I TGMhlY AND HIS SMOKES j Provision has been made for Tommy to have his cigarettes sent to the front free of the duties imposed by the recent Budget. We know how much the khaki lads appreciate a smoke--Sir Ian Hamil- ton recently declared, My splendid fellows are longing for cigarettes." An order through the British American Tobacco Company, Limited (Ex Depart- ment. Westminster House, 7, Mi.liba.nk, 'London, S.W., which, incidentally, may be handed to any tobacconist, will secure the duty free privilege. There are special inclusive rates for postage 'and dispatch: For instance, 3s. will provide 380 Wood bine; 5s. 280 Gold Flake; Ss. 1,000 Wood- bine; and 8s. 6d. 500 Player's Navy Cut Cigarettes.
HOUSE LET WITHOUT CERTIFICATE I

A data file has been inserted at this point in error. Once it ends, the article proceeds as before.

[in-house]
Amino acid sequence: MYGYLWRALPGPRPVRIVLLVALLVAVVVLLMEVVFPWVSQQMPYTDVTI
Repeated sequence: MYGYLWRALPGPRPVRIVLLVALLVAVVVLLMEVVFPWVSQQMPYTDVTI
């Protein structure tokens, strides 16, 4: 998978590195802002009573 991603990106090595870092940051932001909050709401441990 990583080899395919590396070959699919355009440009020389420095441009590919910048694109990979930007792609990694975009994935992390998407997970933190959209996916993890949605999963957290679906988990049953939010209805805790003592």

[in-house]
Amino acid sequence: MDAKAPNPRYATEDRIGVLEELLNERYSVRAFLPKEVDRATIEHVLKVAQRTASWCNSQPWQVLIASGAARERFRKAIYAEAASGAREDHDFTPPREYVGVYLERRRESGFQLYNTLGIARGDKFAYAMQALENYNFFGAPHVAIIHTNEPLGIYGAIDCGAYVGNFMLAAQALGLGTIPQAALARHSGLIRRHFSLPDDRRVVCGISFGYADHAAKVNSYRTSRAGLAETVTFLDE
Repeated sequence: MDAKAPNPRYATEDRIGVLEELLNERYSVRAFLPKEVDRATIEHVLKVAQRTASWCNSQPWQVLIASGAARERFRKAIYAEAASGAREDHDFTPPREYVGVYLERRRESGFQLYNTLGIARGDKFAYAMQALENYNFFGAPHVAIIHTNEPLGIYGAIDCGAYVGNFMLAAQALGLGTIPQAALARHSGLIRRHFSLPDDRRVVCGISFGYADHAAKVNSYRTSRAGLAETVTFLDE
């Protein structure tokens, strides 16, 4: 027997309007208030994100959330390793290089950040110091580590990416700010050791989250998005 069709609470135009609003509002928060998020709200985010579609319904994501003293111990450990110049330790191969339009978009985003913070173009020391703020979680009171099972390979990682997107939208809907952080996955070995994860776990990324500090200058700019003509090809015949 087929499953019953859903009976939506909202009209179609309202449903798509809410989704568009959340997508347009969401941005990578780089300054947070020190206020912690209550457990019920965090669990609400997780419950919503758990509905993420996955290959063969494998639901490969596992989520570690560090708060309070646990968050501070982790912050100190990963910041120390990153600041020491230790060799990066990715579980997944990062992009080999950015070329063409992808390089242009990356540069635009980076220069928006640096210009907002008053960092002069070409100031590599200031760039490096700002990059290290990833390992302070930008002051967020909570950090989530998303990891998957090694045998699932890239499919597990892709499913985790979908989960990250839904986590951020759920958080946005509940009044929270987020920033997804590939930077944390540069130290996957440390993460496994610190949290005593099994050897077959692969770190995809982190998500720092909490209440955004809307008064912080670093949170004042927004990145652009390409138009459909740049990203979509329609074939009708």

HOUSE LET WITHOUT CERTIFICATE I At the Aberavon Borough Police Count 0'1 Thursday, an interesting case came on for hearing. in which Thomas Hussell, builder and contractor. Port Talbot, was summoned f.or allowing the occupation of throe dwelling-houses in New-rtreet. Aberavon, without obtaining certificates of completion from the local Council official. Mr. Lewis M. Thomas appeared for the Corporation, and Mr. Dan Perkins de- fended. Mr. Thomas explained that the houses had been let and occupied by tenants before a certificate bad been given, which was a contraventi-on of the bye-laws and a special resolution of tli- Council. Mr. J. Roderick (borough surveyor) gave evidence of the facts. By Mr. Perkins: One of the complaints wai that a window would not open. T}u' completion would have only cost a few shillings. The Bench held that a technical offence had been committed, and ordered defen- dant to pay costs.